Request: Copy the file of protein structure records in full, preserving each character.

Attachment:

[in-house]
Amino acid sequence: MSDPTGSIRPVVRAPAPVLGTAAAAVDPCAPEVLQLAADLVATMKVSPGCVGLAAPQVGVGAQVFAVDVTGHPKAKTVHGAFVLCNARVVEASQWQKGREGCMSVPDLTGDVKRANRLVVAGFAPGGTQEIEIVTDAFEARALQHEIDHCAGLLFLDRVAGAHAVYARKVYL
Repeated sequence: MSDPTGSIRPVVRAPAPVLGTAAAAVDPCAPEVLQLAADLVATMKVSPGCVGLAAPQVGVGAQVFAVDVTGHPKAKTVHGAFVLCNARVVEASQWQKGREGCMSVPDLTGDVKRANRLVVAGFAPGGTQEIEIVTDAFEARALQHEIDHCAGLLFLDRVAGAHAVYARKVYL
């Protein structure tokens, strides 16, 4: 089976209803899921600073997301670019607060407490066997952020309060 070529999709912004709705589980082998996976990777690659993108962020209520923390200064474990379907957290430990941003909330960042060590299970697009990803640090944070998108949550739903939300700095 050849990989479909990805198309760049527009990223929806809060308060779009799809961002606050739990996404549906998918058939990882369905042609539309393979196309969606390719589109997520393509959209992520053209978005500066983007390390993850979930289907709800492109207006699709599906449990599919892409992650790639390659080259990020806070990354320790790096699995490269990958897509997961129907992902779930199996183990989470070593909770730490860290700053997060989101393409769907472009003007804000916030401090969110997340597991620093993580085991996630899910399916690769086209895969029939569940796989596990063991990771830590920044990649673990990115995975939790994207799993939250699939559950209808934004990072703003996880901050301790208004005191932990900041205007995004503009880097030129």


[in-house]
Amino acid sequence: MSDPTGSIRPVVRAPAPVLGTAAAAVDPCAPEVLQLAADLVATMKVSPGCVGLAAPQVGVGAQVFAVDVTGHPKAKTVHGAFVLCNARVVEASQWQKGREGCMSVPDLTGDVKRANRLVVAGFAPGGTQEIEIVTDAFEARALQHEIDHCAGLLFLDRVAGAHAVYARKVYL
Repeated sequence: MSDPTGSIRPVVRAPAPVLGTAAAAVDPCAPEVLQLAADLVATMKVSPGCVGLAAPQVGVGAQVFAVDVTGHPKAKTVHGAFVLCNARVVEASQWQKGREGCMSVPDLTGDVKRANRLVVAGFAPGGTQEIEIVTDAFEARALQHEIDHCAGLLFLDRVAGAHAVYARKVYL
């Protein structure tokens, strides 16, 4: 089976209803899921600073997301670019607060407490066997952020309060 070529999709912004709705589980082998996976990777690659993108962020209520923390200064474990379907957290430990941003909330960042060590299970697009990803640090944070998108949550739903939300700095 050849990989479909990805198309760049527009990223929806809060308060779009799809961002606050739990996404549906998918058939990882369905042609539309393979196309969606390719589109997520393509959209992520053209978005500066983007390390993850979930289907709800492109207006699709599906449990599919892409992650790639390659080259990020806070990354320790790096699995490269990958897509997961129907992902779930199996183990989470070593909770730490860290700053997060989101393409769907472009003007804000916030401090969110997340597991620093993580085991996630899910399916690769086209895969029939569940796989596990063991990771830590920044990649673990990115995975939790994207799993939250699939559950209808934004990072703003996880901050301790208004005191932990900041205007995004503009880097030129």